A Hard Day's Work

Queen Daisy of the third district honeycomb

sits upon her throne of amber studded sap,

twiddling her thumbs and keeping her

five beady eyes fixed on the slaves in her factory.

Everyone has jobs to do,

the busy season upon them.


Her gaze makes its way to a lowly worker,

loaded down with marigold fuzz, struggling

to keep flight. A dog had tried to eat him.

His wings are wet with sweat and slobber

as he tries to make his way to his station,

swiftly, and unnoticed.


A single bead escapes from his

Bushy, black, eyebrow.

His wings give way, his legs crumbling,

The pollen floating through the cracks of the combs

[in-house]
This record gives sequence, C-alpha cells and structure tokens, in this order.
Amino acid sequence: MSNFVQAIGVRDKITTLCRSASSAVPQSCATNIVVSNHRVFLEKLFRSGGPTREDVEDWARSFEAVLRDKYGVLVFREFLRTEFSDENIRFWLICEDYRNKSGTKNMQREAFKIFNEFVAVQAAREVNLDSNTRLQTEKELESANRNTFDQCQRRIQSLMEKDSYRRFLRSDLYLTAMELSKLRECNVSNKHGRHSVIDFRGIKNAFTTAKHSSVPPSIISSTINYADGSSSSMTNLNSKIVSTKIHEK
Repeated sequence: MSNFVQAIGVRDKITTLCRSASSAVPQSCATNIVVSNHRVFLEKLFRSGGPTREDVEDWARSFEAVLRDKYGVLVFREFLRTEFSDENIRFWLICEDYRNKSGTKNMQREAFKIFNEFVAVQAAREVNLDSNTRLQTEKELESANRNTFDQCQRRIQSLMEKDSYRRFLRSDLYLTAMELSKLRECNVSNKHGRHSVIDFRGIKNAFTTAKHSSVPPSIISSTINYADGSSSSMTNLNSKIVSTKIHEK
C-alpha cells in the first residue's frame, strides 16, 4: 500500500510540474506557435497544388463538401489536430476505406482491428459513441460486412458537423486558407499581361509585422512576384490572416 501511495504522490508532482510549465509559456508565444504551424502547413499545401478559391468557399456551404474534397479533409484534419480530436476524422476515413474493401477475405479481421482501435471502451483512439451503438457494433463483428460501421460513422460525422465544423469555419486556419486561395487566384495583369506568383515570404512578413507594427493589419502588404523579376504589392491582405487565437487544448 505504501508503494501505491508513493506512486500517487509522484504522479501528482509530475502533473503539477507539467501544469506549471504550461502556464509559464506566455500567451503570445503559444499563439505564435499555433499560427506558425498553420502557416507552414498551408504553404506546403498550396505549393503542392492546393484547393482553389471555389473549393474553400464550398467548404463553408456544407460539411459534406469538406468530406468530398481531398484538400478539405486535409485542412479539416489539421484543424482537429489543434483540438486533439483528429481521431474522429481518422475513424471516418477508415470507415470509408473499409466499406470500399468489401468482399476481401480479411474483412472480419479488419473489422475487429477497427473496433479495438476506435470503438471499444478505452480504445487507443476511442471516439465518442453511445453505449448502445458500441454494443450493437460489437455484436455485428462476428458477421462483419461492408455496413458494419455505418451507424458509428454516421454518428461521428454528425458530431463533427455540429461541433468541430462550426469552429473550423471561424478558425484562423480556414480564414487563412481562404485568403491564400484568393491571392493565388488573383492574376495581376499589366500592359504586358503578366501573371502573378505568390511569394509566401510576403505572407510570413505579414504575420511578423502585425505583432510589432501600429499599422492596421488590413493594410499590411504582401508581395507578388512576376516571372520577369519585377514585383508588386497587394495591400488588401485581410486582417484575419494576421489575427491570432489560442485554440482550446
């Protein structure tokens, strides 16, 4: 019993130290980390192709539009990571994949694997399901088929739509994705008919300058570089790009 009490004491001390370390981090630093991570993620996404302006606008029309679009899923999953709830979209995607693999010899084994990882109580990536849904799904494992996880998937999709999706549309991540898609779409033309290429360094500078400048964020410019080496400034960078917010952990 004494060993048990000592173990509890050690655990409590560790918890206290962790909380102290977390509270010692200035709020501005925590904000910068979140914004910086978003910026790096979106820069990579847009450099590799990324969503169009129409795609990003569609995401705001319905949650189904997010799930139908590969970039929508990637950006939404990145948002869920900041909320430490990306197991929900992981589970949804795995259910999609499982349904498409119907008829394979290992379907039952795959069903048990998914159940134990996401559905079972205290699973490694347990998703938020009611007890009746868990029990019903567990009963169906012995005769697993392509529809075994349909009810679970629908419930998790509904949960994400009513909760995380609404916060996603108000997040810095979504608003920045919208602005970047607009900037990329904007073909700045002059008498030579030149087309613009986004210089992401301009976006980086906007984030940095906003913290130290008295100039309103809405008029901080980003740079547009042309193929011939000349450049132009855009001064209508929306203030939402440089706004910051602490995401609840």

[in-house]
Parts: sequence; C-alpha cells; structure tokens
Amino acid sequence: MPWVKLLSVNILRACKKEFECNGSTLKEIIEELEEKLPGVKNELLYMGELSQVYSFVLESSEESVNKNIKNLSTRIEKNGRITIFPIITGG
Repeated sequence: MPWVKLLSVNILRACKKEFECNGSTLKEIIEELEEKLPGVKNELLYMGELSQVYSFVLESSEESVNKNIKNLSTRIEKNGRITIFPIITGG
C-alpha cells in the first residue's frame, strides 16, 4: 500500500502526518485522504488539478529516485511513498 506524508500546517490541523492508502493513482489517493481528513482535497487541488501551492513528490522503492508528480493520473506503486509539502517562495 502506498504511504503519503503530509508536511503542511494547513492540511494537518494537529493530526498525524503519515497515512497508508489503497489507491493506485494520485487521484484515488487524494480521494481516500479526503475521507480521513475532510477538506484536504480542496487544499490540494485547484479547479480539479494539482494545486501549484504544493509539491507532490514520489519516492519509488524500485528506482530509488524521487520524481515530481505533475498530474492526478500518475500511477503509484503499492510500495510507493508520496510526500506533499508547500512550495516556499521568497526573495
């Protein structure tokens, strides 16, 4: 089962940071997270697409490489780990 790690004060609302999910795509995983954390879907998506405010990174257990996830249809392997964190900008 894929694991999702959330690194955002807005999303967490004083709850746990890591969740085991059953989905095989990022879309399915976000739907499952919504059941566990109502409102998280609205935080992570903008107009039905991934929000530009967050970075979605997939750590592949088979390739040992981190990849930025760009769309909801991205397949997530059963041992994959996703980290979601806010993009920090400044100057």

back into the breezy April air.

And the Queen grips the arms of her chair,

Her face curdling with crimson anger.


He gulps when the guards come for him

as he prepares to be swatted up

on the wall behind the throne.

It happens so fast, the crunch of his wings,

his buzzer echoing one last cry of despair,

his exoskeleton on display

for all bees to see. 

This poem is about: 
Our world


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